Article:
The Samsung Galaxy Book is targeting productive types with an "extreme focus" on design, featuring an all-new S-Pen and unique inking features.
We're on the ground at Mobile World Congress 2017, and were able to get a quick look at the Galaxy Book. Here's what we learned so far.
Hands on with the Galaxy Book
Samsung's Galaxy Book will be familiar to 2-in-1 aficionados, featuring a detachable keyboard cover and the company's signature "Galaxy" design identity.
The Galaxy Book will come in two variants, one at 10-inches and the other at 12-inches. Both tablets are remarkably thin, clocking in at 7.4mm apiece. The 12-inch version sports a super AMOLED display, weighing in at 745g, while the 10-inch will feature a TFT-based display, weighing in at 645g.
The svelteness of the Galaxy Book range owes to the latest i5 Core U Kaby Lake fanless Intel processors. We don't have the full range of details on the Galaxy Books' internals just yet, but they will also come with expandable MicroSD storage, fast charging batteries, 13-megapixel cameras and LTE Cat-6 connected modems. Unlike the Surface Pro range, the Galaxy Book will also ship with its backlit keyboard cover in the box, which comes in black and white options.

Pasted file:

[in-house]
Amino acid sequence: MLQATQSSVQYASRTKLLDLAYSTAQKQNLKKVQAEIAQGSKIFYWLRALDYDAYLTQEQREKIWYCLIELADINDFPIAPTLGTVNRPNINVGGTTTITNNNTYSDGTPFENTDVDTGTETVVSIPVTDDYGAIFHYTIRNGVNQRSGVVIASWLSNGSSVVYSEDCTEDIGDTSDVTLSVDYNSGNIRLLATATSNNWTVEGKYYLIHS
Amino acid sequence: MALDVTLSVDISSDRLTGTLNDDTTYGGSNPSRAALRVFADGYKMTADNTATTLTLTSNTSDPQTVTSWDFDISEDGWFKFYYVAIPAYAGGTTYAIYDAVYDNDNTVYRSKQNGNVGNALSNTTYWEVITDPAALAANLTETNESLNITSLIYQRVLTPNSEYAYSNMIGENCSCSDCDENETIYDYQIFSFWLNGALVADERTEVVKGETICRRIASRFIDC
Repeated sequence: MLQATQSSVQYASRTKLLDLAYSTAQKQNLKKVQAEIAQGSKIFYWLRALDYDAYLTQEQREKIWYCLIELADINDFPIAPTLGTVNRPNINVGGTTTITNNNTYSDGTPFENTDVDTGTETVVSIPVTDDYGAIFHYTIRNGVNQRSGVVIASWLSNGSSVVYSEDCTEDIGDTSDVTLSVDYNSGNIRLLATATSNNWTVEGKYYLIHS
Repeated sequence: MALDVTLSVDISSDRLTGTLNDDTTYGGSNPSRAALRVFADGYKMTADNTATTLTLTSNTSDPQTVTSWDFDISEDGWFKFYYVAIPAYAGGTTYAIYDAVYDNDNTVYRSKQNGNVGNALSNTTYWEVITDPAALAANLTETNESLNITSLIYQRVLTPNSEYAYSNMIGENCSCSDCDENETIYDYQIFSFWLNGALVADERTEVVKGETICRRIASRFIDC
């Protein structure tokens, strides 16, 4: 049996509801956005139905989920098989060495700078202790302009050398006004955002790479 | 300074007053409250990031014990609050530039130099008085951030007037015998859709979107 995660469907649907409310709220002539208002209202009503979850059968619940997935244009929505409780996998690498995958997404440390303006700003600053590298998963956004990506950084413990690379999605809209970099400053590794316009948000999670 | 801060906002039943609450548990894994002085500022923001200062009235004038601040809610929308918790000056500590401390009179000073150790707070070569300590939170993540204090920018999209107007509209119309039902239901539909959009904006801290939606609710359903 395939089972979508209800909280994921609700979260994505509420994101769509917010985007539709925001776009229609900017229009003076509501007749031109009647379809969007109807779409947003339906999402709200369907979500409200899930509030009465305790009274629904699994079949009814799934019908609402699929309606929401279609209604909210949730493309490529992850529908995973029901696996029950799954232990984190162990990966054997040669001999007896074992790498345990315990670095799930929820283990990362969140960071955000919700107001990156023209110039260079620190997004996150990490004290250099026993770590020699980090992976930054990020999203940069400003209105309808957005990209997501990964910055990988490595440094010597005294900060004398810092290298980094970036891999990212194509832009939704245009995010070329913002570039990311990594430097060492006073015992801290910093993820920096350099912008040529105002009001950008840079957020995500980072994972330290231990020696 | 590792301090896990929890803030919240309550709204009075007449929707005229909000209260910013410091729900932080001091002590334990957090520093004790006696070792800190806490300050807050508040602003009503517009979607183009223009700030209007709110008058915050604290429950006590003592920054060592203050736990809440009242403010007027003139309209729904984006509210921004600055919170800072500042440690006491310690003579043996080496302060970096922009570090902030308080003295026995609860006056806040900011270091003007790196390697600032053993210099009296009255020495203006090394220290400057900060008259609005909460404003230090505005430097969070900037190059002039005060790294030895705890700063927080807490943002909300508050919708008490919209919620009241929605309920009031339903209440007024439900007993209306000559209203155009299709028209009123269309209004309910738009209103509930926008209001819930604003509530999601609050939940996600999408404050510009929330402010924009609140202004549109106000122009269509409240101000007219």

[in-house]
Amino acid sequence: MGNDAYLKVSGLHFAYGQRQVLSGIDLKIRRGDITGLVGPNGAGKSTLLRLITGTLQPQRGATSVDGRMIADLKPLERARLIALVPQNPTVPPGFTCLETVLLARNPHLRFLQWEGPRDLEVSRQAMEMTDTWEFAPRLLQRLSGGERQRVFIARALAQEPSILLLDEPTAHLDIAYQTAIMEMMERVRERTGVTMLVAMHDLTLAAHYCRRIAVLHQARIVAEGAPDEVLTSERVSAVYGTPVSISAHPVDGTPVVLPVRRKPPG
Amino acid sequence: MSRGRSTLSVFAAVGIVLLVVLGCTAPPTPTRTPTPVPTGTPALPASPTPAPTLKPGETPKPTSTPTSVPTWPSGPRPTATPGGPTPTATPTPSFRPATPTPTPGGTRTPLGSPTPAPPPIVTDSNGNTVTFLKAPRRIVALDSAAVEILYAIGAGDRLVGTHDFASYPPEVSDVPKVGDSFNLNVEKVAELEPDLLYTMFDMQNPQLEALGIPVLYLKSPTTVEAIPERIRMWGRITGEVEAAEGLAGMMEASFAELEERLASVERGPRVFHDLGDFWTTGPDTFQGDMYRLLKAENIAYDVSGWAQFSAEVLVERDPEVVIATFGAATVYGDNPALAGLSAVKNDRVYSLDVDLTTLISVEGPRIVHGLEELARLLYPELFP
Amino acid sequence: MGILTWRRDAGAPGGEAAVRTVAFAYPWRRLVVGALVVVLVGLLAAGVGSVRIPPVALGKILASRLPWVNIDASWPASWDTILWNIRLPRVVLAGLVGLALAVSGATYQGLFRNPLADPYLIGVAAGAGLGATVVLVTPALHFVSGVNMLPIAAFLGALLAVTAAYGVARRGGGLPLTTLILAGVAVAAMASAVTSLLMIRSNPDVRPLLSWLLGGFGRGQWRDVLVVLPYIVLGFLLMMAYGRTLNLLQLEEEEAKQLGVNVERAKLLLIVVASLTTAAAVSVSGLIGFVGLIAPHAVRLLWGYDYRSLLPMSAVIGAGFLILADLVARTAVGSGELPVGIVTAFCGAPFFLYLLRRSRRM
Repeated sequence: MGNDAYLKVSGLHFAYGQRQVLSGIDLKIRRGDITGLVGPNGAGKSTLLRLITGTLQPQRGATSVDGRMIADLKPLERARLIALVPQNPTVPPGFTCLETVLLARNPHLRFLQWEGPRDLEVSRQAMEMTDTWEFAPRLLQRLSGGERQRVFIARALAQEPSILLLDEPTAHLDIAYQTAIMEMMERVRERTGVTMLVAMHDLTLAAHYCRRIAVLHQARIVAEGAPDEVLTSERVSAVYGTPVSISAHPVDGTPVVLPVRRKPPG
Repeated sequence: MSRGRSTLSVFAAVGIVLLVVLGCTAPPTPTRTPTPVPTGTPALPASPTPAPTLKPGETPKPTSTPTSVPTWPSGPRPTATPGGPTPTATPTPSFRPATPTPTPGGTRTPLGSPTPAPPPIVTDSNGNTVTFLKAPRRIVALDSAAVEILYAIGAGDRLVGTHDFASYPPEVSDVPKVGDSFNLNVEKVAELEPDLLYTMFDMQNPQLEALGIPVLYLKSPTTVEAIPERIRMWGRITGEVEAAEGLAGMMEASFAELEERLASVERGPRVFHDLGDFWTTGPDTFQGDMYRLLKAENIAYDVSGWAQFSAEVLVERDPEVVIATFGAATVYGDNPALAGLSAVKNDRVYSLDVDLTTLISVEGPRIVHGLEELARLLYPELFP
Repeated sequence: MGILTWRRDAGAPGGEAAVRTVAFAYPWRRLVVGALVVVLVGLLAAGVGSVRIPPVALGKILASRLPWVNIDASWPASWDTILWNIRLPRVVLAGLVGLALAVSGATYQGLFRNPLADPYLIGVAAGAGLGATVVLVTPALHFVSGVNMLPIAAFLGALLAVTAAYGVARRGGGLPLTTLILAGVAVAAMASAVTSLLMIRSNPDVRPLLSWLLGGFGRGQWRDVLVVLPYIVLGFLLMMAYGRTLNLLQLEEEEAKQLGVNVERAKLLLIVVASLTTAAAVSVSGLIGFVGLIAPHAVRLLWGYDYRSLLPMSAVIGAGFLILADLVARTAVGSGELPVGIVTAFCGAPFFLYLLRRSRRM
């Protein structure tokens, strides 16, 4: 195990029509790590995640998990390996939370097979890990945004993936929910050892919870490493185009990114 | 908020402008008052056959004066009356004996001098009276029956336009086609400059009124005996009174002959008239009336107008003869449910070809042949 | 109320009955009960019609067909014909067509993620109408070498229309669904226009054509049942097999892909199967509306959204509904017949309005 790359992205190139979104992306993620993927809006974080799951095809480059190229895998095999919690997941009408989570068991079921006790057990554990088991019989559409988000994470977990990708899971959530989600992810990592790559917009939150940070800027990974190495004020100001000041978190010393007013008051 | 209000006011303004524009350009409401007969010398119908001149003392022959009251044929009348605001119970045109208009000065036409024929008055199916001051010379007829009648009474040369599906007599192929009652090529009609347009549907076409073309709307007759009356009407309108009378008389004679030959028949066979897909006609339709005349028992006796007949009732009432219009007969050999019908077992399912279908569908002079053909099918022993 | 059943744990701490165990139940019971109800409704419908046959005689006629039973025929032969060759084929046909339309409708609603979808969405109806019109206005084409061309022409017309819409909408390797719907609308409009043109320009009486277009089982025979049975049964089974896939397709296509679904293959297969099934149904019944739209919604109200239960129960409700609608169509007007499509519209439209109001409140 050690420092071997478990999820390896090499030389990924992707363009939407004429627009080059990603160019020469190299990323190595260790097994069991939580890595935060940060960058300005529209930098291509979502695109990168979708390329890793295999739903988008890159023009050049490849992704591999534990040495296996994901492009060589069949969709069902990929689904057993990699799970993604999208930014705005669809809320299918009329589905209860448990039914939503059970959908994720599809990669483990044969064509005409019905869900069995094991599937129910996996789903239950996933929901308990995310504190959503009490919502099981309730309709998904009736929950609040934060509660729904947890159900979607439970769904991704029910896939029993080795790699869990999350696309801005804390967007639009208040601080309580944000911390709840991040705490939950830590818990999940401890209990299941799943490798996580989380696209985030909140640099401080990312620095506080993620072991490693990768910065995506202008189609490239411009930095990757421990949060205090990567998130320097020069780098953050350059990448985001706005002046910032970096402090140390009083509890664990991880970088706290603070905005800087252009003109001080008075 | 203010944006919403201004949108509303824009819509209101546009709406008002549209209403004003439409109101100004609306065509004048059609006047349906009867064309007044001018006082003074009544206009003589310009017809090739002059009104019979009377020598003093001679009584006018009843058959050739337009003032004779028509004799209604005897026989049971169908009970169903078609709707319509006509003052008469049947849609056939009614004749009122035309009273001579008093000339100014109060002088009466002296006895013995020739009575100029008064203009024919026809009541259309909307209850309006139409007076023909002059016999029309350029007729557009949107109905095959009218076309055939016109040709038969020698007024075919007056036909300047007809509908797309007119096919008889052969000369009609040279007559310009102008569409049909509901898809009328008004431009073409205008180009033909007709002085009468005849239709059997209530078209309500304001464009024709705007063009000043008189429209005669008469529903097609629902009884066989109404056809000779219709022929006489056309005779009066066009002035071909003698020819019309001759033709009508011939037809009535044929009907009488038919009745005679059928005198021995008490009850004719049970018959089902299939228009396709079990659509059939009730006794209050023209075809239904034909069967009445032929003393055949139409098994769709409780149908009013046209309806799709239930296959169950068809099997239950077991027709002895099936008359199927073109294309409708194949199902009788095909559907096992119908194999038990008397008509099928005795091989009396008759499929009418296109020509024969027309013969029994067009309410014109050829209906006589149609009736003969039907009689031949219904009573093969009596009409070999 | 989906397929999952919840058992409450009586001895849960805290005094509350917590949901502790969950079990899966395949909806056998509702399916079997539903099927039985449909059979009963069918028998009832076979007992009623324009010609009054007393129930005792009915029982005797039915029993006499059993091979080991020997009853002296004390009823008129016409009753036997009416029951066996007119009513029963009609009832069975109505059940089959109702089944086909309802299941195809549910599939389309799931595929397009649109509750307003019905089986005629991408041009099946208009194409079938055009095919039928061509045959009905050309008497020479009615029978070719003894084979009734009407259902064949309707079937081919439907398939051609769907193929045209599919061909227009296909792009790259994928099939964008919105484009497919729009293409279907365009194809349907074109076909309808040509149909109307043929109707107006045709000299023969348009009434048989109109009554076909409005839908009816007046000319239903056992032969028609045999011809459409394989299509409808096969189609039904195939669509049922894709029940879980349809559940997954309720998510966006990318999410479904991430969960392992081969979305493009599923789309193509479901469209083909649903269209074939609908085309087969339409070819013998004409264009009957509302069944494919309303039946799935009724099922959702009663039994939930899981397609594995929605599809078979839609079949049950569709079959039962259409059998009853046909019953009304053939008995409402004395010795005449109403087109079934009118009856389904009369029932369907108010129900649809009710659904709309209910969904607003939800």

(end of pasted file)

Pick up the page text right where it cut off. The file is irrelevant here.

Galaxy Book S-Pen
The Galaxy Book revolves around productivity focussed by the Samsung S-Pen, which the company hopes will set the standard for inking. The S-Pen features 4096 levels of pressure sensitivity with a 0.7mm rubber tip, that is designed to mimic the feel of writing on paper. The S-Pen will also work with other Galaxy-based tablets and phones, should you want to invest more broadly in Samsung's ecosystem.
Perhaps the most exciting thing about the S-Pen is its unique software features. In conjunction with Microsoft and Adobe, Samsung's S-Pen will offer a tilting experience, which the company at least says will be exclusive to its devices.
Samsung's Galaxy Book will also come with their take on the Windows Ink Workspace, giving you quick access to note taking, screen capturing, sketching, and so on. Additionally, the S-Pen will allow you to create animated gifs, annotate screenshots, and documents.
Samsung Flow will be the Galaxy Book's gateway to the wider Galaxy ecosystem. Using a Samsung Galaxy phone, you will be able to receive notifications, including third-party apps like WhatsApp. If you're familiar with Pushbullet, the concept is similar.
Samsung Flow will work via Bluetooth connectivity, and the company was keen to stress that not all apps would be compatible, but the company will no doubt work to bring more into the fold.
There seems to be no end of Surface-like devices emerging from every major PC player in the market at this point, but the inking features on the Galaxy Book do sound as though it will give it an edge. Regardless, lending the "Galaxy" brand to Windows 10 should be a boost for the ecosystem, but it remains to be seen if it'll have any real impact.
Stay tuned to Windows Central for a more in-depth analysis as soon as we can.
What's your take? Hit the comments.
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